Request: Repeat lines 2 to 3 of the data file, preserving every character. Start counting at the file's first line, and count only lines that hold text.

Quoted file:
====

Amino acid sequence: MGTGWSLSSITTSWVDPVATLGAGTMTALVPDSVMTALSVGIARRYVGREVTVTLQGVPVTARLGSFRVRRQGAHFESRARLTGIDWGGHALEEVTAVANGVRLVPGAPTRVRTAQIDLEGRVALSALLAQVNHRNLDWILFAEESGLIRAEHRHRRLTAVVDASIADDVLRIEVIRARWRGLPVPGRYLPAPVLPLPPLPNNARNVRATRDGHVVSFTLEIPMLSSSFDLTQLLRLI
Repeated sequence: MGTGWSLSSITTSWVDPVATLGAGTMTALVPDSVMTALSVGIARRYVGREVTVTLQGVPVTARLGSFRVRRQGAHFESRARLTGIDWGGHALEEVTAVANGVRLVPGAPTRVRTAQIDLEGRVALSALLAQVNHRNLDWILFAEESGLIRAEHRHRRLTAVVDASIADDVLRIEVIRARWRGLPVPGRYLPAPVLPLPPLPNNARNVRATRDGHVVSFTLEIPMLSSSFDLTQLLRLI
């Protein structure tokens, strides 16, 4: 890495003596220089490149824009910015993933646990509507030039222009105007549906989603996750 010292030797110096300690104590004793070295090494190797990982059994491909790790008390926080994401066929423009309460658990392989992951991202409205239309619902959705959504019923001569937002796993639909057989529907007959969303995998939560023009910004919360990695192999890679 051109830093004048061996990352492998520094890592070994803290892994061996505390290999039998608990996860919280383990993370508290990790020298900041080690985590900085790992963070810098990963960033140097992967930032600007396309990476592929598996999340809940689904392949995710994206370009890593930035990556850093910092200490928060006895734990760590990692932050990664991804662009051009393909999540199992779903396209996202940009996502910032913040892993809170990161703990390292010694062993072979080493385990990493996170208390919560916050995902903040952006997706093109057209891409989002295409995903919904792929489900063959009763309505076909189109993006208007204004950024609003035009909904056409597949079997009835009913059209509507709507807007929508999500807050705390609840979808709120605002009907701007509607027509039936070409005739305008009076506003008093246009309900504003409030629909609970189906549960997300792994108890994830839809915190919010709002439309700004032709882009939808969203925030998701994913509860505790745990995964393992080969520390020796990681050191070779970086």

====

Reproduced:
Repeated sequence: MGTGWSLSSITTSWVDPVATLGAGTMTALVPDSVMTALSVGIARRYVGREVTVTLQGVPVTARLGSFRVRRQGAHFESRARLTGIDWGGHALEEVTAVANGVRLVPGAPTRVRTAQIDLEGRVALSALLAQVNHRNLDWILFAEESGLIRAEHRHRRLTAVVDASIADDVLRIEVIRARWRGLPVPGRYLPAPVLPLPPLPNNARNVRATRDGHVVSFTLEIPMLSSSFDLTQLLRLI
């Protein structure tokens, strides 16, 4: 890495003596220089490149824009910015993933646990509507030039222009105007549906989603996750 010292030797110096300690104590004793070295090494190797990982059994491909790790008390926080994401066929423009309460658990392989992951991202409205239309619902959705959504019923001569937002796993639909057989529907007959969303995998939560023009910004919360990695192999890679 051109830093004048061996990352492998520094890592070994803290892994061996505390290999039998608990996860919280383990993370508290990790020298900041080690985590900085790992963070810098990963960033140097992967930032600007396309990476592929598996999340809940689904392949995710994206370009890593930035990556850093910092200490928060006895734990760590990692932050990664991804662009051009393909999540199992779903396209996202940009996502910032913040892993809170990161703990390292010694062993072979080493385990990493996170208390919560916050995902903040952006997706093109057209891409989002295409995903919904792929489900063959009763309505076909189109993006208007204004950024609003035009909904056409597949079997009835009913059209509507709507807007929508999500807050705390609840979808709120605002009907701007509607027509039936070409005739305008009076506003008093246009309900504003409030629909609970189906549960997300792994108890994830839809915190919010709002439309700004032709882009939808969203925030998701994913509860505790745990995964393992080969520390020796990681050191070779970086």